When people think of fashion blogging, it's the personal style blogger who has carved a place in the public's mind. From peacocking at Fashion Week to building brand relationships, it always seems to be about the personal style blogger (can I get a “Marsha, Marsha, MARSHA!” ?)
As Jennine's post on 126 Niche Fashion Blog Ideas shows, the personal style blogger is just a small, small fraction of what fashion blogging can talk about.
Why the focus on personal style bloggers?
This July I'll have been blogging for 6 years, and when I started I had no intention of being a personal style blogger. It seems that many bloggers started out this way, and at some point we all begin incorporating personal style into our sites.
I'd argue that the rise of fashion bloggers began with personal style bloggers: Susie Bubble, Rumi Neely, BryanBoy. The Flickr community Wardrobe_Remix (founded by Tricia Royal of Bits n' Bobbins) grew quickly, and people jumped onto the personal style train quickly.
Six years ago, it was normal to see personal style talked about in a cultural or social context; for those daily outfits to include a DIY of how to create ombre tights or talk about what the significance of the pieces we wear. In short: personal style blogging was as much about the life of the person behind the site as it was about the clothes they wore.
Personal style bloggers found success because it's easy to relate to someone when you can see their face. It's also easier to trust their opinions about fashion when you can see them putting their words and ideas into practice. This is likely why so many bloggers (like myself) began to incorporate their outfits into their site. It also became an essential part of growing an audience.
So while the public things of fashion bloggers and personal style bloggers as synonymous, one look at this vast community would show otherwise. There's a whole wide world of bloggers out there who DON'T showcase their personal style, and that's okay. In fact, it's great.
What do I do if I'm NOT a personal style blogger?
It's OK. It really is, and if you look at the IFB roster of contributors, you'll recognize that there is an audience out there for your niche. You CAN find success in fashion blogging, but it means approaching blogging from a slightly different position.
If you're not a personal style blogger you may find growing your site and finding your audience more challenging. You may think that IFB posts aren't relevant to you. This just means you need to work smarter — and differently– than those who share their outfits of the day. Each post we share is relevant to you– it's just a matter of spending a few minutes to think about HOW to apply that information to your site in a way that is relevant and meaningful for your own topic.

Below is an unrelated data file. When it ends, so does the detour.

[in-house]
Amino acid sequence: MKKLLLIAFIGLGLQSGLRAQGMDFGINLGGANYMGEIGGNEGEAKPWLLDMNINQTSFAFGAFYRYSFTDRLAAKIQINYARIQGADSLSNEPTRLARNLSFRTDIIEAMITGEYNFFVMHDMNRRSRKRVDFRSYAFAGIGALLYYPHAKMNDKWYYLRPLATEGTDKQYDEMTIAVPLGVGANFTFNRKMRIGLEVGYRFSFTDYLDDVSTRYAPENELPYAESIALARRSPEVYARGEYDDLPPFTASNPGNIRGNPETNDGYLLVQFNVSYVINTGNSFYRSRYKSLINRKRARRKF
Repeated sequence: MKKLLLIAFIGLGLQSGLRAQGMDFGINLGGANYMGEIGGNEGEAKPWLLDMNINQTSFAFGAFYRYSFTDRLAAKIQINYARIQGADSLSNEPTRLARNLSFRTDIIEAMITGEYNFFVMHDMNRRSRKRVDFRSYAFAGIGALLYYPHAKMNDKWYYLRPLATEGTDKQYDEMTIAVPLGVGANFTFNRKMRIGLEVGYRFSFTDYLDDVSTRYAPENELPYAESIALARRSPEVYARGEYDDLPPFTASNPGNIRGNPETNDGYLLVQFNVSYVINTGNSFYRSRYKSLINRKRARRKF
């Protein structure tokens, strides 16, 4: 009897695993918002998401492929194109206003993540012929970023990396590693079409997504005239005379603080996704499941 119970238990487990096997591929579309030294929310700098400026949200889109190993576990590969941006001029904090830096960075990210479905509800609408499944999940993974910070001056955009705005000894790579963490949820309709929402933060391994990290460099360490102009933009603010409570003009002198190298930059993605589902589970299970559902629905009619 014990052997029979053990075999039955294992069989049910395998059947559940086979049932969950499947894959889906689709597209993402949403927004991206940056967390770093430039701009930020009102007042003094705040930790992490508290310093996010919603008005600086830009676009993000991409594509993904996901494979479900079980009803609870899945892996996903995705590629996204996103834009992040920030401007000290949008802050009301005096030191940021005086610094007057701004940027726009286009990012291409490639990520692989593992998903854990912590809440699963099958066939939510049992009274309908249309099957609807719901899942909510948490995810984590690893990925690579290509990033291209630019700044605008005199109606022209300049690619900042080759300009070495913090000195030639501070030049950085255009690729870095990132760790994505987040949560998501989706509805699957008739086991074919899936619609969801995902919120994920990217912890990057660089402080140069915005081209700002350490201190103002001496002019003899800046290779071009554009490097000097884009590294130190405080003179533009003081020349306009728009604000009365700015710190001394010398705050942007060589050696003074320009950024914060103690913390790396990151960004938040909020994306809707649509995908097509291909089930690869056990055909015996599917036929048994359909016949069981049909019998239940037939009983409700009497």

Recognize you're in a position to establish yourself as an authority on a niche topic. Crosby is the Girl Friday of fashion publicists and marketing. Cora owns a leading site on lingerie, and you won't find anyone more faithful to Repetto and James Perse than Grechen. Authority is harder to establish when all you share is your outfits each day, but if you write about additional topics, you'll have a much easier time doing so!
Without the “What I Wore” post, you can't use utilize communities like Lookbook or Chictopia to grow your traffic, but you can leverage SEO so your reviews of the new Cover Girl lipsticks bring in organic traffic or others can find your picks for 6 Teal Sandals for Summer. Many personal style bloggers under-utilize SEO because they lack written content. Make their weakness your strength.
Remember that while personal style bloggers may be the majority, that doesn't mean they have the greatest advantage.
Remember that while personal style bloggers may be the majority, that doesn't mean they have the greatest advantage. It means that the market has reached a saturation point and that it requires hard work and more creativity to stand out against the crowd. Your site, with all of it's unique coverage and content, positions itself to find itself its own audience. It just may take a bit more work, outreach, and creative thinking to get the word out!
If you're NOT a personal style blogger, what have you found helps keep you competitive, building an audience, and creating new content–without feeling discouraged?
[Image Credit: Shutterstock.com]